Assad relatives reveal activities in UK
Aunt and cousins of Syrian president were turned down for citizenship in UK
A wealthy aunt of Syrian president Bashar Al Assad was given the right to live in Britain - even as the UK stepped up support for the opposition to tackle the “barbaric crimes” of the regime, newly published documents reveal.
The 63-year-old woman is the fourth wife of Rifaat Al Assad, the man known as the “Butcher of Hama” for his role in commanding troops who killed up to 40,000 civilians in a brutal quelling of a Muslim Brotherhood rebellion in 1982.
She has lived in Britain for more than a decade along with two grown-up children. She was given indefinite leave to remain in the UK on August 9, 2012 despite Britain’s government ratcheting up pressure on her nephew’s regime.
The following day, then foreign secretary William Hague, announced that the UK government would provide Syrian opposition groups with an additional £5m to monitor and record human rights violations. “It is well recognised in the country that the situation in Syria is an affront to the conscience of humanity,” he said in a statement.
Former Syrian vice president Rifaat Al Assad went into exile in the 1990s after falling out with his brother Hafez, the former president and father of Bashar, following an aborted attempt to seize control of the country.
The 81-year-old shares his time between the southern Spanish resort city of Marbella, Paris and London, where a number of relatives of the Assad family live, including the father of his British-born wife, Asma.
The 81-year-old is said to own hundreds of properties in the three countries including a £10 million mansion in London. He is reportedly under investigation for corruption and money laundering over the alleged misuse of Syrian state funds.
His family has criticised the French-led inquiry. He has previously said that much of his wealth was given to him by the Saudi royal family who backed him politically during the 1980s.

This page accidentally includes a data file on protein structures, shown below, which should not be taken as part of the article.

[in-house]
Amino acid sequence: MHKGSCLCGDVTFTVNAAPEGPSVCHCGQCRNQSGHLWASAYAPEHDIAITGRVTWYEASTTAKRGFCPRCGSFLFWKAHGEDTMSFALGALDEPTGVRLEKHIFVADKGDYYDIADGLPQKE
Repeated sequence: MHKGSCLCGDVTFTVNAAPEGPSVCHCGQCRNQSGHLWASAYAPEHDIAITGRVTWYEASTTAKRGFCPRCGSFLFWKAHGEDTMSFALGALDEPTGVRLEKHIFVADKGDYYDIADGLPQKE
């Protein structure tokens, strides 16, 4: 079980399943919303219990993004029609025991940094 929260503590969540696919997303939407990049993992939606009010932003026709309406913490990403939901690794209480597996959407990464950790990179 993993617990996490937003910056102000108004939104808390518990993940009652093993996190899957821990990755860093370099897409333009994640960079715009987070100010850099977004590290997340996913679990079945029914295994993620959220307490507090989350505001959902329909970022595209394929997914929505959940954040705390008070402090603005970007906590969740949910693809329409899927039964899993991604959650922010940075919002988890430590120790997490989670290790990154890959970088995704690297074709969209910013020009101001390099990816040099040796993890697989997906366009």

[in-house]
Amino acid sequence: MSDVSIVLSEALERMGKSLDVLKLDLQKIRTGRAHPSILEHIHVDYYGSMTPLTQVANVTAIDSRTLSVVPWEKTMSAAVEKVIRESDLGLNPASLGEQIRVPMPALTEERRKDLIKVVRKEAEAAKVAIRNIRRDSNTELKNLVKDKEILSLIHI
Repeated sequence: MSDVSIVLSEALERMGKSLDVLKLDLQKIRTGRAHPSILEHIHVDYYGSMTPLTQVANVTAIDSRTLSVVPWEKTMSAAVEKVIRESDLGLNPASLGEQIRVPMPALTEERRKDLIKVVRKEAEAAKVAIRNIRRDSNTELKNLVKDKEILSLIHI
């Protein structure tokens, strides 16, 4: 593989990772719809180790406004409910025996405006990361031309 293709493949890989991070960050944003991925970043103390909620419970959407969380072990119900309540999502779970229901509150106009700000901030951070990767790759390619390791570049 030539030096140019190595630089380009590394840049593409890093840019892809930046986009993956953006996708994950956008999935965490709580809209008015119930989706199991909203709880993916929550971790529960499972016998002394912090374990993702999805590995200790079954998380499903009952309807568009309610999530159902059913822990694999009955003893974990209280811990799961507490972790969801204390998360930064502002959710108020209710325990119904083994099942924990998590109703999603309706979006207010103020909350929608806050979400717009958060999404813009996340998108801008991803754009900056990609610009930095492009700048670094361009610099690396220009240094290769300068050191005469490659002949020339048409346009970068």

His fourth wife, to whom he has been married for 45 years, is named only as LA in published legal documents.
She moved to the UK in 2006 and was given entry after describing herself as an investor in “bonds, hedge funds etc”.
Details of her time in Britain emerged in a legal challenge against a decision by authorities to refuse UK citizenship for her, the couple’s two children and a third child of Rifaat Al Assad through another marriage.
One 43-year-old son is a founder of the Organisation for Democracy and Freedom and presents himself as a campaigner on human rights, the documents showed. He and his mother cannot be named for legal reasons.
They had both applied for citizenship but were rejected after several years of consideration by the UK government. The interior ministry said in 2016 that it was not in the public interest to grant the wider Assad family citizenship.
It said Rifaat Al Assad was “a well-known and prominent member of his brother’s regime during the 1970s and 1980s – a regime that is widely held to have committed crimes against humanity”.
It added: “Although it is not possible to assess the exact nature of your current relationship with Bashar Al Assad and the Syrian regime, it is noted that the regime has become inextricably linked over the last few decades with the extended Assad family.”
Further confidential advice from the UK’s foreign office is included in 37 pages of legal documents related to an appeal by the four last year, which highlighted concerns about continuing links between the regime and family members now living abroad.
The advice said that a house in Damascus was in constant use by some of Rifaat Al Assad’s children during the first year of the uprising. They were not identified.
The advice concluded that offering citizenship to his relatives would undermine the policy of working with Syria’s opposition to build a “credible alternative vision” for Syria’s future. It said that the decision would be seized on by critics of the government's policies towards Syrian refugees.
The current status of indefinite leave to remain allows LA to live in the UK and claim benefits but the right can be removed by long-term absence from the country. The documents said there were no grounds to revoke their leave to remain but would keep the cases under review.
The document was published by Special Immigration Appeals Commission (SIAC), the most secretive of UK law courts that hears immigration cases of foreign nationals that are subject to sensitive national security evidence.
Updated: January 2, 2019 07:38 PM